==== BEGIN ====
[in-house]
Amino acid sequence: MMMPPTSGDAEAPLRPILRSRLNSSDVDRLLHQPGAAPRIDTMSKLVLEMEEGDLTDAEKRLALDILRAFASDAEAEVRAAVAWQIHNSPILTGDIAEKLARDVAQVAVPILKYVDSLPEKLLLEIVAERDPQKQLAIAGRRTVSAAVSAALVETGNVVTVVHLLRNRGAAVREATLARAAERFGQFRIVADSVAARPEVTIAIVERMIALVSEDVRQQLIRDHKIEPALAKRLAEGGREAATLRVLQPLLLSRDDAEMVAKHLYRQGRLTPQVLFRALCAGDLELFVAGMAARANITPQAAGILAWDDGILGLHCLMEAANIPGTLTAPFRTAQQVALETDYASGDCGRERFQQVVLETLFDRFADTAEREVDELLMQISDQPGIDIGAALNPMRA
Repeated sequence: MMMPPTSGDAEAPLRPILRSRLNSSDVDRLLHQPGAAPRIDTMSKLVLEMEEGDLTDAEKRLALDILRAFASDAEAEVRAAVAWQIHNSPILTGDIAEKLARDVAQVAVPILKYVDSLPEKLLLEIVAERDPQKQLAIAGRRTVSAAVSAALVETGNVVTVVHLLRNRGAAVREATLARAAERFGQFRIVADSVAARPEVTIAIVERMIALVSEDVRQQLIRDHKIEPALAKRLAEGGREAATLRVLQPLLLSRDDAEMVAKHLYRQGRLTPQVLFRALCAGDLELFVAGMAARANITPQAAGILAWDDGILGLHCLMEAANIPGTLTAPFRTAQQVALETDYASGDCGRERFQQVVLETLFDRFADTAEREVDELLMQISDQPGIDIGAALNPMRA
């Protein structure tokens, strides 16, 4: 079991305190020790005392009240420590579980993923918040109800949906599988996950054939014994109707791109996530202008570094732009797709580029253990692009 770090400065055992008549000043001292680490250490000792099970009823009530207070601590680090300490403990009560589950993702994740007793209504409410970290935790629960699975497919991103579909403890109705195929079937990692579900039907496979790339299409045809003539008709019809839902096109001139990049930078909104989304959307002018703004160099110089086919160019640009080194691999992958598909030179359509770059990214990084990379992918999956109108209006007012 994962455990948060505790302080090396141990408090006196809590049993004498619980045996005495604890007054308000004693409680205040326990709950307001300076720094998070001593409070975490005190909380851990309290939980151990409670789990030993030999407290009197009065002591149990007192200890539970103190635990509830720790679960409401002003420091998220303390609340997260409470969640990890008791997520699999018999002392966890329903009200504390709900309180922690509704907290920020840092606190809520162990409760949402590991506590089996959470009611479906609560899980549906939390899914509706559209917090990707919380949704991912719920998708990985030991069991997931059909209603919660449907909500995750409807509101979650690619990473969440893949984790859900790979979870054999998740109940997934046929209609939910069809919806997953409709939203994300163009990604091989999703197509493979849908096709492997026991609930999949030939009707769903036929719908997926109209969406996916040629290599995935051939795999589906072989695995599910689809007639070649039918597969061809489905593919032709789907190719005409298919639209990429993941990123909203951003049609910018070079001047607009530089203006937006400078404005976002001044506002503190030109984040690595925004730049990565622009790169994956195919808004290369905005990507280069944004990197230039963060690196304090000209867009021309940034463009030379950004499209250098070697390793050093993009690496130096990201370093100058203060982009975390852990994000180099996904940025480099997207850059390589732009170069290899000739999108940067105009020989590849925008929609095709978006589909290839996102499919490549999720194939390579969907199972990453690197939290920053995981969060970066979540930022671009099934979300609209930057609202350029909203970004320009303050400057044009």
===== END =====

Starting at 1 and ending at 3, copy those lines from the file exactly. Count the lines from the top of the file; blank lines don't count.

[in-house]
Amino acid sequence: MMMPPTSGDAEAPLRPILRSRLNSSDVDRLLHQPGAAPRIDTMSKLVLEMEEGDLTDAEKRLALDILRAFASDAEAEVRAAVAWQIHNSPILTGDIAEKLARDVAQVAVPILKYVDSLPEKLLLEIVAERDPQKQLAIAGRRTVSAAVSAALVETGNVVTVVHLLRNRGAAVREATLARAAERFGQFRIVADSVAARPEVTIAIVERMIALVSEDVRQQLIRDHKIEPALAKRLAEGGREAATLRVLQPLLLSRDDAEMVAKHLYRQGRLTPQVLFRALCAGDLELFVAGMAARANITPQAAGILAWDDGILGLHCLMEAANIPGTLTAPFRTAQQVALETDYASGDCGRERFQQVVLETLFDRFADTAEREVDELLMQISDQPGIDIGAALNPMRA
Repeated sequence: MMMPPTSGDAEAPLRPILRSRLNSSDVDRLLHQPGAAPRIDTMSKLVLEMEEGDLTDAEKRLALDILRAFASDAEAEVRAAVAWQIHNSPILTGDIAEKLARDVAQVAVPILKYVDSLPEKLLLEIVAERDPQKQLAIAGRRTVSAAVSAALVETGNVVTVVHLLRNRGAAVREATLARAAERFGQFRIVADSVAARPEVTIAIVERMIALVSEDVRQQLIRDHKIEPALAKRLAEGGREAATLRVLQPLLLSRDDAEMVAKHLYRQGRLTPQVLFRALCAGDLELFVAGMAARANITPQAAGILAWDDGILGLHCLMEAANIPGTLTAPFRTAQQVALETDYASGDCGRERFQQVVLETLFDRFADTAEREVDELLMQISDQPGIDIGAALNPMRA